During a six-week study, four men and five postmenopausal women aged 51 to 57 were given 6 grams (g) of amino acid, which was extracted from the fruit. As a result, the researchers found that all the participants experienced better arterial function, which led to lower blood pressure.
The investigators suggest that these findings occurred because cardiovascular complications are improved by nutrients found in the fruit, such as vitamins A, B6, C, fiber, potassium and lycopene, which is a strong antioxidant.
Arturo Figueroa, co-author of the study, stated that “these findings suggest that this ‘functional food‘ has a vasodilatory effect, and one that may prevent prehypertension from progressing to full-blown hypertension, a major risk factor for heart attacks and strokes.” He added that because of the success of this trial, “we hope to continue the research and include a much larger group of participants in the next round.”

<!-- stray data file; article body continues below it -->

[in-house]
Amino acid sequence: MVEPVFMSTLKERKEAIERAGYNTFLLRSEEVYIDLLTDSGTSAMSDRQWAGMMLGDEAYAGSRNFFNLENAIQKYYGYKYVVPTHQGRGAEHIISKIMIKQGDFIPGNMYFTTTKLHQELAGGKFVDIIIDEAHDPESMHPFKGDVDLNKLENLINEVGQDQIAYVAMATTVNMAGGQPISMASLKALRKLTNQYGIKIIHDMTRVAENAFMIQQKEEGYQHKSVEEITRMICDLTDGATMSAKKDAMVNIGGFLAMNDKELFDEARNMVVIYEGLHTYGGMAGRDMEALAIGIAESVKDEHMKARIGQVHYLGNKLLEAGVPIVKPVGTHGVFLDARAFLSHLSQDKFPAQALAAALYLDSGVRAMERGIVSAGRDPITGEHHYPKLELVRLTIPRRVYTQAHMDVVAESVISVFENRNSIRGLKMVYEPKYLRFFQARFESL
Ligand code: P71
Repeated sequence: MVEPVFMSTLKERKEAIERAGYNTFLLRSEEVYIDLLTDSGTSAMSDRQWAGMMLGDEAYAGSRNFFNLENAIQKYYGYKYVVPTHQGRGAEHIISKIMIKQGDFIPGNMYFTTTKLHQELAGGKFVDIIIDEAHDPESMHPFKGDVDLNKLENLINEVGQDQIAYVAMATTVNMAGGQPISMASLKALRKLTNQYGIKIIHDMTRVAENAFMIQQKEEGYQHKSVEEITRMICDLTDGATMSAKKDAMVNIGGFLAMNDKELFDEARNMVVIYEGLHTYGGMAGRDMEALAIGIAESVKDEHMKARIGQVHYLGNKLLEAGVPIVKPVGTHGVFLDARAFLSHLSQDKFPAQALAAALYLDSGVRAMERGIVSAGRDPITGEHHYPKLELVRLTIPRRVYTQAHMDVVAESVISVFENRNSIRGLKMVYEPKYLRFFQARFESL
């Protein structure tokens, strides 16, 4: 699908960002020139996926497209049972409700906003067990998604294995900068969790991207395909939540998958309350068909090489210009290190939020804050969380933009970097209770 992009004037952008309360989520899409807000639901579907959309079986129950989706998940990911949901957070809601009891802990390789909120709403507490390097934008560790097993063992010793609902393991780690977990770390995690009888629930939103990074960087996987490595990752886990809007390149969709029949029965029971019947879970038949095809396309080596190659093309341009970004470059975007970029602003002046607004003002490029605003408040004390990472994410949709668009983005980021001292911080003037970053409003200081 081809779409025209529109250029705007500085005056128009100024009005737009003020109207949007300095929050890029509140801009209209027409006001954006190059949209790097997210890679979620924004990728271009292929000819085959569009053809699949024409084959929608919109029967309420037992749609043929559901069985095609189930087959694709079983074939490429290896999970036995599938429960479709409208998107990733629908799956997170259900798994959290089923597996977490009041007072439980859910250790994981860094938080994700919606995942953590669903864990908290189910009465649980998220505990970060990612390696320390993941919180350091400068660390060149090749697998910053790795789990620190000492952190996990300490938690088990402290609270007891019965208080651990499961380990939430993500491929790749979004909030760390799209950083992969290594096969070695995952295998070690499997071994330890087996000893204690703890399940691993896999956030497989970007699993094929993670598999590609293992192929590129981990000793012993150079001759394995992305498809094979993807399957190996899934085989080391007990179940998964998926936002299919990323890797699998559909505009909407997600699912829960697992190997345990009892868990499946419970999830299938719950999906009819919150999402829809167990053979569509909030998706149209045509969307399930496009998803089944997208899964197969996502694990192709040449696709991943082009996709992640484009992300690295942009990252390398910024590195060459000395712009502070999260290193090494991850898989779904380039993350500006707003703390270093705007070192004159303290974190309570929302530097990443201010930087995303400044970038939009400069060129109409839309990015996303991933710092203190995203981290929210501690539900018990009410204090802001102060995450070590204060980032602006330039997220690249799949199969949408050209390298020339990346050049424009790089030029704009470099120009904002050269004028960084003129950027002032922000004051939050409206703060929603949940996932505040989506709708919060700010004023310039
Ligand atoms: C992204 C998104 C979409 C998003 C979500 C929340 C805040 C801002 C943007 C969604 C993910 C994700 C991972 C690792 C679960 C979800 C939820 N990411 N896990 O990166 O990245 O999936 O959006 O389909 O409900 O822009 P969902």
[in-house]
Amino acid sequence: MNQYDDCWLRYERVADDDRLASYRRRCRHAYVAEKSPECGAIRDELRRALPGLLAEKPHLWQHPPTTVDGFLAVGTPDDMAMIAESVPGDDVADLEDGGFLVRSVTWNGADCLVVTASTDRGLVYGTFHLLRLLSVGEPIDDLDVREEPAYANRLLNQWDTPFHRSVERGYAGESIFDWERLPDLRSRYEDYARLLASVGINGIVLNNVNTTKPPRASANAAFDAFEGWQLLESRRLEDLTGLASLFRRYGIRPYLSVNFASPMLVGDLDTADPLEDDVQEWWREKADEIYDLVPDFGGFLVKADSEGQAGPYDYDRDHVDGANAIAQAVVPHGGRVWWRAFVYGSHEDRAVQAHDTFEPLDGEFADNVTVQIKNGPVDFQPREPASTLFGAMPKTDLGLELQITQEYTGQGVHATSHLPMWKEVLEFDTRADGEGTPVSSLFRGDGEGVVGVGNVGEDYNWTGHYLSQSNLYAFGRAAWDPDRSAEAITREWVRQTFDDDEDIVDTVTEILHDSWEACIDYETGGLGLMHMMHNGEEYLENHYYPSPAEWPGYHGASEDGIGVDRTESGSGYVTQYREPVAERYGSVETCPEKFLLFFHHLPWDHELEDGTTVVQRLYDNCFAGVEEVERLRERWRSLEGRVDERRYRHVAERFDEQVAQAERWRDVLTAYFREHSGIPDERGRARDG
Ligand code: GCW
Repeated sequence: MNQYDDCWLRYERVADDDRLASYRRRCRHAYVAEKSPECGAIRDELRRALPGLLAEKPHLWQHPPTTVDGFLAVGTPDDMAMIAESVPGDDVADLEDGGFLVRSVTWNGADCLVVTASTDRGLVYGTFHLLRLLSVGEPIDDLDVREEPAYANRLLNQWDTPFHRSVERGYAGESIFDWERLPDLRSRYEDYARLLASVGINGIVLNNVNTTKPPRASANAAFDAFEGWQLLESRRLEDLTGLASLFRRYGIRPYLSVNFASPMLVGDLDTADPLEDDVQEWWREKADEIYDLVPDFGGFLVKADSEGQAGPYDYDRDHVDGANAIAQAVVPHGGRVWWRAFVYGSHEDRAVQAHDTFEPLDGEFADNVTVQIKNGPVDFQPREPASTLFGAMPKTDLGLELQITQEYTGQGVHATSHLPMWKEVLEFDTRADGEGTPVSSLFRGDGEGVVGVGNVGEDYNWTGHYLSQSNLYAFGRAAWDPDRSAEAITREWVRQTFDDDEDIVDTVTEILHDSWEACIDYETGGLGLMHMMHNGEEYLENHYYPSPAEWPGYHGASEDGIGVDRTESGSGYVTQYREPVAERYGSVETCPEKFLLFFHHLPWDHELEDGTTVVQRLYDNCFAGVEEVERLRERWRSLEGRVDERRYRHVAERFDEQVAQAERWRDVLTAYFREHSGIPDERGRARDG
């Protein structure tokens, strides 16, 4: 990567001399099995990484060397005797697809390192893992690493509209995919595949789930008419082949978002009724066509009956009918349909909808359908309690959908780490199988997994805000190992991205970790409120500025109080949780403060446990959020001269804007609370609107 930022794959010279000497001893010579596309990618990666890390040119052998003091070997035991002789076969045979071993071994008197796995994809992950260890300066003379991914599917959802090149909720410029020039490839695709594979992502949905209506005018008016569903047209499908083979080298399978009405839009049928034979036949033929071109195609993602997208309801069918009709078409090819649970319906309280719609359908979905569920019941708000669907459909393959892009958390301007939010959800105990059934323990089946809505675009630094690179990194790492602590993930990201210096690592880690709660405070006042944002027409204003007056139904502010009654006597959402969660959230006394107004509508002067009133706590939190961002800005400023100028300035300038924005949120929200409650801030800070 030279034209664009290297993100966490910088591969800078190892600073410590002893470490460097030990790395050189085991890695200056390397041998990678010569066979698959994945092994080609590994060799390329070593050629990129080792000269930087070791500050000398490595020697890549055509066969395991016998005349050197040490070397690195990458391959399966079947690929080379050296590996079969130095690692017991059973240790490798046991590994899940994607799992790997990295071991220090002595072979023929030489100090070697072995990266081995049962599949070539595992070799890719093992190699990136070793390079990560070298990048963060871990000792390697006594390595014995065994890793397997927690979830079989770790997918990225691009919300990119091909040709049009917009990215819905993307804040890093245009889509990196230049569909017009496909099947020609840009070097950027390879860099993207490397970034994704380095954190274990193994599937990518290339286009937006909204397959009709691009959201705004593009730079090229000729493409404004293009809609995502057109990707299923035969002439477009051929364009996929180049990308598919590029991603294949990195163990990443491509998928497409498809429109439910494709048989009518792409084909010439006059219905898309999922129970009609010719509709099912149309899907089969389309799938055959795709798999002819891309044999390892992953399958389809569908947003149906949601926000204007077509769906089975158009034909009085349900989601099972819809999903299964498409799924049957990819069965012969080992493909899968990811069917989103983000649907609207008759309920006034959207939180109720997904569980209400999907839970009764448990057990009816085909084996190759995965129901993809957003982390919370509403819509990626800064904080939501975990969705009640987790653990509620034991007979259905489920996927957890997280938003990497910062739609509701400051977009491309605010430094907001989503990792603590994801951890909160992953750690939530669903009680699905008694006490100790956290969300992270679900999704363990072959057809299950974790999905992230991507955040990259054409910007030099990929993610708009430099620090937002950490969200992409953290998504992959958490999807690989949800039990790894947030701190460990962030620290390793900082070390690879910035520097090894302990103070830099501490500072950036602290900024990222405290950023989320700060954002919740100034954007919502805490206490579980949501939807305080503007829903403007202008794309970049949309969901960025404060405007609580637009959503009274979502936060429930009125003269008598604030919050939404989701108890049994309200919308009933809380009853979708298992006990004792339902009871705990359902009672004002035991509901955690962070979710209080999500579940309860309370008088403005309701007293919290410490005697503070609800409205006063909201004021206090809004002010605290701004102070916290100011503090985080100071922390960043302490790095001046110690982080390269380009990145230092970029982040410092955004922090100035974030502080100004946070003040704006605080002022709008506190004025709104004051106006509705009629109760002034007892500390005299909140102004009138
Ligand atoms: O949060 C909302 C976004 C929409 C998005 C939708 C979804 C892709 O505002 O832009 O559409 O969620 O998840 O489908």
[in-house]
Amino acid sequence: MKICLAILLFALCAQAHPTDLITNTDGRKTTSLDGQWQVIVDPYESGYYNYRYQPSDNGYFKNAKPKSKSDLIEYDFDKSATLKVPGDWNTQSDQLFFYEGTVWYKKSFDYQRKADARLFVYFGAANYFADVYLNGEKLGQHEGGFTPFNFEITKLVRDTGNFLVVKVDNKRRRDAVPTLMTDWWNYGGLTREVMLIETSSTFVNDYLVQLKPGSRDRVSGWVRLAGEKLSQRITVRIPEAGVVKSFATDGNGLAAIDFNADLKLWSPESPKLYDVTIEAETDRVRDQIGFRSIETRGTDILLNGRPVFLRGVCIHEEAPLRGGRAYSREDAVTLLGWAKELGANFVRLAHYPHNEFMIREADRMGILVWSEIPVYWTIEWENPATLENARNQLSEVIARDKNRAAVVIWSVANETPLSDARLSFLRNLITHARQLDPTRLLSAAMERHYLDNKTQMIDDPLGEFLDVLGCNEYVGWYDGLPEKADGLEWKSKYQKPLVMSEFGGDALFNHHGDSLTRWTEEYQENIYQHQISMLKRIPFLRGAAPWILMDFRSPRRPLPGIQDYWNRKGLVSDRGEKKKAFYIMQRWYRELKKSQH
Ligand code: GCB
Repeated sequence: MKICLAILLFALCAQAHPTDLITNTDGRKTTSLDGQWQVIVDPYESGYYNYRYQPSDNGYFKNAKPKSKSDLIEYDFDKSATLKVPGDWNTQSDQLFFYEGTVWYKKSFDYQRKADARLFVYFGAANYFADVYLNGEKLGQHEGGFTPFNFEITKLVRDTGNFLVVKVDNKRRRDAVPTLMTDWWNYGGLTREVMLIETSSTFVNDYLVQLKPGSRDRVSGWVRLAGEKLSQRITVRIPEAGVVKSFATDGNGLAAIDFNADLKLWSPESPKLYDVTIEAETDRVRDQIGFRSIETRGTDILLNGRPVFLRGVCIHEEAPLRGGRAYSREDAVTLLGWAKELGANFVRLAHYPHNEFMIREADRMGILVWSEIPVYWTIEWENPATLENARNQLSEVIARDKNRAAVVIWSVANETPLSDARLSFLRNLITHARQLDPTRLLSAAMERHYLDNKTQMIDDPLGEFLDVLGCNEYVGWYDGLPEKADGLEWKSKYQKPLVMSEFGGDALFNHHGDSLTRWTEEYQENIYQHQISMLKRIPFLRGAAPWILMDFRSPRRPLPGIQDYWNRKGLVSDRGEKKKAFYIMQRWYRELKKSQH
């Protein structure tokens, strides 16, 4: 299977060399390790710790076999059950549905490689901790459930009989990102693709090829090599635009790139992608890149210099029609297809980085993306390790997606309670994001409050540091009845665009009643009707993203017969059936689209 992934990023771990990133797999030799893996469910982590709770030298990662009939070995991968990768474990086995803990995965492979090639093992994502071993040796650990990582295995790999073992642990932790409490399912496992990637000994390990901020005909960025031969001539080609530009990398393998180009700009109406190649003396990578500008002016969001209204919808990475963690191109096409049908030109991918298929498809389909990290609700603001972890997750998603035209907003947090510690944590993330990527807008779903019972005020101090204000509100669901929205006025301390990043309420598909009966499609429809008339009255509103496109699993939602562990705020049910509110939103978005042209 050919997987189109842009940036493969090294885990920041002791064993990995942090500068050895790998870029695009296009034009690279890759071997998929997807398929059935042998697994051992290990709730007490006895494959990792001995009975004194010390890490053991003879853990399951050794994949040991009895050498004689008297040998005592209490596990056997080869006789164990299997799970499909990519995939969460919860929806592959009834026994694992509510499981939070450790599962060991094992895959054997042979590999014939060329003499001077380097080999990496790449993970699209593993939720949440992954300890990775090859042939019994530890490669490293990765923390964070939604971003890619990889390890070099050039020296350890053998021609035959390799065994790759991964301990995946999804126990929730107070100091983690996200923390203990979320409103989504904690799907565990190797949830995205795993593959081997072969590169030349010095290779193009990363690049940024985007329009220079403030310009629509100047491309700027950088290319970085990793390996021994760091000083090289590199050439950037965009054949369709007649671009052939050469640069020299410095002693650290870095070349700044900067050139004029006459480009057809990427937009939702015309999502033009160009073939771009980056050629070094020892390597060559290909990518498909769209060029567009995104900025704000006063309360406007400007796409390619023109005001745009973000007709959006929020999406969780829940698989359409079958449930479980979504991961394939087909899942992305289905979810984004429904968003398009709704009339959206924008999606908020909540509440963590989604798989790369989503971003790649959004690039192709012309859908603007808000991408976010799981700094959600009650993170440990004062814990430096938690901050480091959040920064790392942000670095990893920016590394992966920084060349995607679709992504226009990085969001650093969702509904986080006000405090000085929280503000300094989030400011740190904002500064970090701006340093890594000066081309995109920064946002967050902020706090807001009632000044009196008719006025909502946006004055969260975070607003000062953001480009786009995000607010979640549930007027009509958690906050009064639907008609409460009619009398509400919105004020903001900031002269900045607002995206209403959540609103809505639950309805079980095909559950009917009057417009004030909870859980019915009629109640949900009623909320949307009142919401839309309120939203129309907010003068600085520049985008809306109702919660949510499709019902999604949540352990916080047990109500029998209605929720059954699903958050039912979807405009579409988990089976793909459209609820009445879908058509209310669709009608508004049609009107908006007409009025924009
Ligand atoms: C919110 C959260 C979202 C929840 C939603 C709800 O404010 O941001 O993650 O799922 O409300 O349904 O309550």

People who are interested in adding other food sources to their diet that combat high blood pressure can benefit from beetroot juice, brown rice, grapes and walnuts, which all contain several of the nutrients found in watermelon
- How Watermelon Helps Borderline Hypertension (healthmad.com)
- Watermelon Lowers Blood Pressure, Study Finds (aolhealth.com)
- Eating watermelon lowers blood pressure (dailymail.co.uk)
- Florida State study finds watermelon lowers blood pressure (eurekalert.org)
- Watermelon ‘lowers blood pressure’ (telegraph.co.uk)
- High blood pressure – Lowering blood pressure reduce risk of stroke and heart disease (blood-pressure-monitoring.org)
- Watermelon lowers blood pressure (topinews.com)
- Health Matters Understanding Your Blood Pressure ()